After examining these arguments, this Article concludes that the first two justifications are convincingly countered by existing economic theory and circumstances and that creditors and buyers do, in fact, rely on real property records. This leaves lienor identity as the true driver behind the rising acceptance of surprise liens. This justification, identified herein, is ultimately based upon the perceived social economic benefits arising from granting these favored classes the right to surprise liens. A careful examination of the full economic consequences of surprise liens, however, demonstrates that this justification is not sufficient and ultimately self-defeating.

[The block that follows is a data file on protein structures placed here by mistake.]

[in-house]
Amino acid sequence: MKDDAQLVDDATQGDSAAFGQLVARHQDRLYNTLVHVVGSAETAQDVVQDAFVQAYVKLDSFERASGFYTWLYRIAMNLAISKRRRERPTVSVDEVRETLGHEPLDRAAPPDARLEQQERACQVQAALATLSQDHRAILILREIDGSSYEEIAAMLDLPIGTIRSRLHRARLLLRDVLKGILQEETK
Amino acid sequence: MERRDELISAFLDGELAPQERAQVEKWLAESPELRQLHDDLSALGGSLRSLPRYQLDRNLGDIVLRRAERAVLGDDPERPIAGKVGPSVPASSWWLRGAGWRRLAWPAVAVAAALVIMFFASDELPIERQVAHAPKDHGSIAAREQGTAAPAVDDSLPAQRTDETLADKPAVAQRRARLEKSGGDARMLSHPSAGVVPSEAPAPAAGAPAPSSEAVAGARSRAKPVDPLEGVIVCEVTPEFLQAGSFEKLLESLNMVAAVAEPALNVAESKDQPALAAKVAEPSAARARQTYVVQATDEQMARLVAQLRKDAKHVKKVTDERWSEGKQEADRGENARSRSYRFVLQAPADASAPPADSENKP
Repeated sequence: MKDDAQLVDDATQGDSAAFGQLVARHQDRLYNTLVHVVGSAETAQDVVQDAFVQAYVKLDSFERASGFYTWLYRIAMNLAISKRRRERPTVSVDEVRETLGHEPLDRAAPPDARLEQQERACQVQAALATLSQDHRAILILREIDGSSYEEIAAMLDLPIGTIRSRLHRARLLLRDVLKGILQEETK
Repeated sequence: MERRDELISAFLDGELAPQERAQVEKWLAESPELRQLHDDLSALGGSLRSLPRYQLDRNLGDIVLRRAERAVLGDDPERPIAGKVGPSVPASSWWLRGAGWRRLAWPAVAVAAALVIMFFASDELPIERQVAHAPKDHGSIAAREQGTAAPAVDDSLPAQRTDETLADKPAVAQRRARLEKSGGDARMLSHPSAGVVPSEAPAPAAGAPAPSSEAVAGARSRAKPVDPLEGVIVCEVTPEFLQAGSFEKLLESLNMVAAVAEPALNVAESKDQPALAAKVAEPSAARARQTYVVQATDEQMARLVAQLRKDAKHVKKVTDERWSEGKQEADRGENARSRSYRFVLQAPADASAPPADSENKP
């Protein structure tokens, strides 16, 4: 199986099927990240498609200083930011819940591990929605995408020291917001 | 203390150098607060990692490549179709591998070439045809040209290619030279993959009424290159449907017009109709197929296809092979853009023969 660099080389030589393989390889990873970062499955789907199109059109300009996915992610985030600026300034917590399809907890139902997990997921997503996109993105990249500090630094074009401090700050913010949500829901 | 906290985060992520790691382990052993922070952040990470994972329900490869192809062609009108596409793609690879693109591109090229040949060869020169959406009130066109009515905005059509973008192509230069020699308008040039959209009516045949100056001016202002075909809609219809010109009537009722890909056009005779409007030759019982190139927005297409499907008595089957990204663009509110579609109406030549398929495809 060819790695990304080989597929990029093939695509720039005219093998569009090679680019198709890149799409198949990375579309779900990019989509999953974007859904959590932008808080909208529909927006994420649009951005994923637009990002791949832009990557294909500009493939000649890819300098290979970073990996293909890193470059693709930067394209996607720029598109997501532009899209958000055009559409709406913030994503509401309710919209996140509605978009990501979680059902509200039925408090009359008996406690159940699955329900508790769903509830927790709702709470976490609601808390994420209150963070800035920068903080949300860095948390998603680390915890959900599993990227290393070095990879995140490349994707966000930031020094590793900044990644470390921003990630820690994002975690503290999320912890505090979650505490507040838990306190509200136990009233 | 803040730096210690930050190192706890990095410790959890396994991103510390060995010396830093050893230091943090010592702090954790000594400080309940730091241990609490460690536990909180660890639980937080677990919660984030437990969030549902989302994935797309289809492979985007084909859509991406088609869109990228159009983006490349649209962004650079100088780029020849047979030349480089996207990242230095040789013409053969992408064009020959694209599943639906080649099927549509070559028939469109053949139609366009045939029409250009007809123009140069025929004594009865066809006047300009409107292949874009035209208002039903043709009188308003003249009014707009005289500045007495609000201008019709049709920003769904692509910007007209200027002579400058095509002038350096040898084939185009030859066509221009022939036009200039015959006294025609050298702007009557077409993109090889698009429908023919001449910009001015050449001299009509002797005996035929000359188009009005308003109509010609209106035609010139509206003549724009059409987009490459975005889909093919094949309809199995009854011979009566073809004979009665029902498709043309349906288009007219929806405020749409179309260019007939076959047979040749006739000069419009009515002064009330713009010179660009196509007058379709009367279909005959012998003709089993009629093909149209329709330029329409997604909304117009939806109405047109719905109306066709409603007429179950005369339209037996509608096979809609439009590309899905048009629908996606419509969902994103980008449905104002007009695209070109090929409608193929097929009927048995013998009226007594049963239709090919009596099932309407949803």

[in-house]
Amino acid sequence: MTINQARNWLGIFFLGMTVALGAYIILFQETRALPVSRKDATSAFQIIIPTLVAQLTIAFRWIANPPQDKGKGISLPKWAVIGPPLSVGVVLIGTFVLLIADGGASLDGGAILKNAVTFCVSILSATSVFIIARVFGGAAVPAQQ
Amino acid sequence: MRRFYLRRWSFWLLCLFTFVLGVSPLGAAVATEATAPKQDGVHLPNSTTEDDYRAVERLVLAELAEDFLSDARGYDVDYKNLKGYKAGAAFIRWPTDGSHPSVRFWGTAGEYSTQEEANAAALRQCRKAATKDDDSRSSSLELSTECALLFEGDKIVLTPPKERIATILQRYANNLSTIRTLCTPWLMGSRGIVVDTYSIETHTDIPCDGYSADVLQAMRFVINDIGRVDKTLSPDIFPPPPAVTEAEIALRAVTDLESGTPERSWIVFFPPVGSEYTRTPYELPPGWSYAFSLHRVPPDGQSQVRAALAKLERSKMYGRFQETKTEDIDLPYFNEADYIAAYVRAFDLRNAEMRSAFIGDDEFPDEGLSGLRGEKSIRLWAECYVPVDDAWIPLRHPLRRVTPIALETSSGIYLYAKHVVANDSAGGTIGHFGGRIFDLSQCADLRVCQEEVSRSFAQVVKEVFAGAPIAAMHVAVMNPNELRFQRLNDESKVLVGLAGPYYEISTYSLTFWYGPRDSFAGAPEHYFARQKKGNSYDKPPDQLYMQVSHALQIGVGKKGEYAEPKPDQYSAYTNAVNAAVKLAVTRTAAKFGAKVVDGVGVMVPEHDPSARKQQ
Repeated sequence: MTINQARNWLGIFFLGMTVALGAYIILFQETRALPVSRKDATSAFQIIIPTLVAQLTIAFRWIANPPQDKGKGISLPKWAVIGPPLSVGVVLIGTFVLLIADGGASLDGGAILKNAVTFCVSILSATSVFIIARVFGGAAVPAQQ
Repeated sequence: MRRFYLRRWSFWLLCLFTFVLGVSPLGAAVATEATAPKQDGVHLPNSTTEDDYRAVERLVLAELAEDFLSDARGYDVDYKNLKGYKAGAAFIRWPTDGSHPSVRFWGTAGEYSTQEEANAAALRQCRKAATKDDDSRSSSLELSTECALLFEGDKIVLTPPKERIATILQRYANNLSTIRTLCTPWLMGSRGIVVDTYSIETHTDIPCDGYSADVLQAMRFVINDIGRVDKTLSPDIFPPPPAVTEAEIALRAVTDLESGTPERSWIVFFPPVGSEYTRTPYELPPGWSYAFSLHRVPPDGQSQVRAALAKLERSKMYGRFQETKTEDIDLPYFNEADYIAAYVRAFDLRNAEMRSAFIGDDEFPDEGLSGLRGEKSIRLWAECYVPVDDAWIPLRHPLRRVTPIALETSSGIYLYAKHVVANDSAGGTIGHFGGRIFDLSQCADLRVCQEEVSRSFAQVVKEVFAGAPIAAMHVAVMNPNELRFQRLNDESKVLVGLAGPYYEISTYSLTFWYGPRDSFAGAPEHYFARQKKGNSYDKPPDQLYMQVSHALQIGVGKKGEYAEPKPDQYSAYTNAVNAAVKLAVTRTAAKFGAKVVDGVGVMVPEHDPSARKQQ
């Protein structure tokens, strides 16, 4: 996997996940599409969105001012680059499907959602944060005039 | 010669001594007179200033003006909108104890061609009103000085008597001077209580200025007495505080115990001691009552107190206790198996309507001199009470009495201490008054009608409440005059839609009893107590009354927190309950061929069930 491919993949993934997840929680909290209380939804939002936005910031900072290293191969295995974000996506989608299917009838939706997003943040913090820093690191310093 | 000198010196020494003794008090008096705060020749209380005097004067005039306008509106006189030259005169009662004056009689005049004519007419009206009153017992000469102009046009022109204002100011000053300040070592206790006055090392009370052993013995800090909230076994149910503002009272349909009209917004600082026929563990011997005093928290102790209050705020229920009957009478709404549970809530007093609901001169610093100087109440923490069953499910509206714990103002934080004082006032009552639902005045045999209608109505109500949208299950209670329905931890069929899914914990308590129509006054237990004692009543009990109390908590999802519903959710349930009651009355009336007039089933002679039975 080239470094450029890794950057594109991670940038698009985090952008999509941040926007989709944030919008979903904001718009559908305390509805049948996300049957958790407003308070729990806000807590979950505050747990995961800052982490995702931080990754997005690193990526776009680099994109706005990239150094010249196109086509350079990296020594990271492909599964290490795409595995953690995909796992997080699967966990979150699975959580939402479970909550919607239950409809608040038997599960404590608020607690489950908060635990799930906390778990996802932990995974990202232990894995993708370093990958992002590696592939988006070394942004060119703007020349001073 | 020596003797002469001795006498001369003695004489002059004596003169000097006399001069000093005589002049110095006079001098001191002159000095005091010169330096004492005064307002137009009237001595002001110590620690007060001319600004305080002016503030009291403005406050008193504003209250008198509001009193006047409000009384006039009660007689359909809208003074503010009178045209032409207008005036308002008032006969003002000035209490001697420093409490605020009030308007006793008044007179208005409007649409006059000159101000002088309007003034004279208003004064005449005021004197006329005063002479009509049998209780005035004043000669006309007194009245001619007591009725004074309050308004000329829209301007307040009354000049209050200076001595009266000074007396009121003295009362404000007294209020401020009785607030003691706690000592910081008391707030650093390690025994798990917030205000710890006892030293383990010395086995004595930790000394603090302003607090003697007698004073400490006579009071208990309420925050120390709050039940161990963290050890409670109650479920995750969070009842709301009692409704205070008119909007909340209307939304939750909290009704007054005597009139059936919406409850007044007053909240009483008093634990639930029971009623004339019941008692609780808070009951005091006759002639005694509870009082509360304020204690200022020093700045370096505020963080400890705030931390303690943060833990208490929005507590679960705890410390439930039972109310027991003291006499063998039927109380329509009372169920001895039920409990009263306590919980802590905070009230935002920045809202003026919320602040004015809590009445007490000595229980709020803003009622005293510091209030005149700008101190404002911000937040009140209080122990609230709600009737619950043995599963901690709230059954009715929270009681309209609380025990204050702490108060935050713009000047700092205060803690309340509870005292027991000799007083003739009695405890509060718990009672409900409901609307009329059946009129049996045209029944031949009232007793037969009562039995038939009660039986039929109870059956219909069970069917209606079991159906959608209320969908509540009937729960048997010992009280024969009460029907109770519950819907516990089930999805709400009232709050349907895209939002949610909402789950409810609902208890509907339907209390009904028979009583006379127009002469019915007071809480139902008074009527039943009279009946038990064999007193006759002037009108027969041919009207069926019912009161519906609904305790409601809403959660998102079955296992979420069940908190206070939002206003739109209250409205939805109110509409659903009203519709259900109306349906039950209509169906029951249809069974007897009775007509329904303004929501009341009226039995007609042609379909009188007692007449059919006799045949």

Granting special rights to certain classes of lienors imposes higher individual costs than is commonly believed and also creates significant costs that likely counter any social economic benefits actually created. Additionally, surprise liens (even if economically justified) defeat basic conceptions of fairness inherent in the American system of jurisprudence and arising out of basic concepts of due process and social ethics. This Article therefore concludes that these liens should be removed through a strengthening of recording concepts at both a state and federal level.

Ben Barros

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July 27, 2010 in Real Estate Finance, Real Estate Transactions, Recent Scholarship | Permalink | Comments (0) | TrackBack (0)

Saturday, July 17, 2010

Lehavi on Property Rights in an Era of Global Finance

Amnon Lehavi (Interdisciplinary Center Herzliyah - Radzyner School of Law) has posted Property Rights in an Era of Global Finance on SSRN.  Here's the abstract: